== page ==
• A Ramallah-based economics professor said the Palestinian economy more generally, remain totally controlled by and reliant on Israel
  • Israeli-Palestinian peace efforts have been at a standstill since 2014

RAMALLAH, Palestinian Territories: The Palestinian Authority faces a suffocating financial crisis after deep US aid cuts and an Israeli move to withhold tax transfers, sparking fears for the stability of the West Bank.
The authority, headed by President Mahmud Abbas, announced a package of emergency measures on March 10, including halving the salaries of many civil servants.
The United States has cut more than $500 million in Palestinian aid in the last year, though only a fraction of that went directly to the PA.
The PA has decided to refuse what little US aid remains on offer for fear of civil suits under new legislation passed by Congress.
Israel has also announced it intends to deduct around $10 million a month in taxes it collects for the PA in a dispute over payments to the families of prisoners in Israeli jails.
In response, Abbas has refused to receive any funds at all, labelling the Israeli reductions theft.
That will leave his government with a monthly shortfall of around $190 million for the length of the crisis.
The money makes up more than 50 percent of the PA’s monthly revenues, with other funds coming from local taxes and foreign aid.

While the impact of the cuts is still being assessed, analysts fear it could affect the stability of the occupied West Bank.
“If the economic situation remains so difficult and the PA is unable to pay salaries and provide services, in addition to continuing (Israeli) settlement expansion it will lead to an explosion,” political analyst Jihad Harb said.
Abbas cut off relations with the US administration after President Donald Trump declared the disputed city of Jerusalem Israel’s capital in December 2017.
The right-wing Israeli government, strongly backed by the US, has since sought to squeeze Abbas.
After a deadly anti-Israeli attack last month, Prime Minister Benjamin Netanyahu said he would withhold $138 million (123 million euros) in Palestinian revenues over the course of a year.
Israel collects around $190 million a month in customs duties levied on goods destined for Palestinian markets that transit through its ports, and then transfers the money to the PA.
Israel said the amount it intended to withhold was equal to what is paid by the PA to the families of prisoners, or prisoners themselves, jailed for attacks on Israelis last year.
Many Palestinians view prisoners and those killed while carrying out attacks as heroes of the fight against Israeli occupation.
Israel says the payments encourage further violence.
Abbas recently accused Netanyahu’s government of causing a “crippling economic crisis in the Palestinian Authority.”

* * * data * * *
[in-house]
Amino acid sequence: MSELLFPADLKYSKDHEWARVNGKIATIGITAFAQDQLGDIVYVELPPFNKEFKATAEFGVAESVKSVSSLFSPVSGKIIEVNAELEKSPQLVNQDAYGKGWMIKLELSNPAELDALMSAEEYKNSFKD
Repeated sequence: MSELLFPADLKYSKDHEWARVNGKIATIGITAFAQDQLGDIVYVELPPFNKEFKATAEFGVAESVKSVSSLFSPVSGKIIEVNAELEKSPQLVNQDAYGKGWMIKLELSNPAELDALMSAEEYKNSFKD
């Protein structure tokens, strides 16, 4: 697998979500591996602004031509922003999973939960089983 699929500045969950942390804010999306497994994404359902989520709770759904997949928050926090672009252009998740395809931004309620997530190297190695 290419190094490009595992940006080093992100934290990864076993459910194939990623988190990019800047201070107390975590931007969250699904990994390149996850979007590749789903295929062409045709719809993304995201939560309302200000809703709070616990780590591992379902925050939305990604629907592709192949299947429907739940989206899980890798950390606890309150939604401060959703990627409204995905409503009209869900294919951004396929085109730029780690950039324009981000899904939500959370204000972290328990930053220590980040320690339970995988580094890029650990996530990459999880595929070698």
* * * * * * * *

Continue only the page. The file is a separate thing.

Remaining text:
The PA also said in January it would refuse all further US government aid for fear of lawsuits under new US legislation targeting alleged support for “terrorism.”

Finance Minister Shukri Bishara announced earlier this month he had been forced to “adopt an emergency budget that includes restricted austerity measures.”
Government employees paid over 2,000 shekels ($555) will receive only half their salaries until further notice.
Prisoner payments would continue in full, Bishara added.
Nasser Abdel Karim, a Ramallah-based economics professor, told AFP the PA, and the Palestinian economy more generally, remain totally controlled by and reliant on Israel.
The PA undertook similar financial measures in 2012 when Israel withheld taxes over Palestinian efforts to gain international recognition at the United Nations.
Abdel Karim said such crises are “repeated and disappear according to the development of the relationship between the Palestinian Authority and Israel or the countries that support (the PA).”
Israel occupied the Gaza Strip and the West Bank, including now annexed east Jerusalem in the Six-Day War of 1967 and Abbas’s government has only limited autonomy in West Bank towns and cities.
“The problem is the lack of cash,” economic journalist Jafar Sadaqa told AFP.
He said that while the PA had faced financial crises before, “this time is different because it comes as a cumulative result of political decisions taken by the United States.”
Abbas appointed longtime ally Mohammad Shtayyeh as prime minister on March 10 to head a new government to oversee the crisis.
Abdel Karim believes the crisis could worsen after an Israeli general election next month “if a more right-wing Israeli government wins.”
Netanyahu’s outgoing government is already regarded as the most right-wing in Israel’s history but on April 9 parties even further to the right have a realistic chance of winning seats in parliament for the first time.
Israeli-Palestinian peace efforts have been at a standstill since 2014, when a drive for a deal by the administration of President Barack Obama collapsed in the face of persistent Israeli settlement expansion in the West Bank.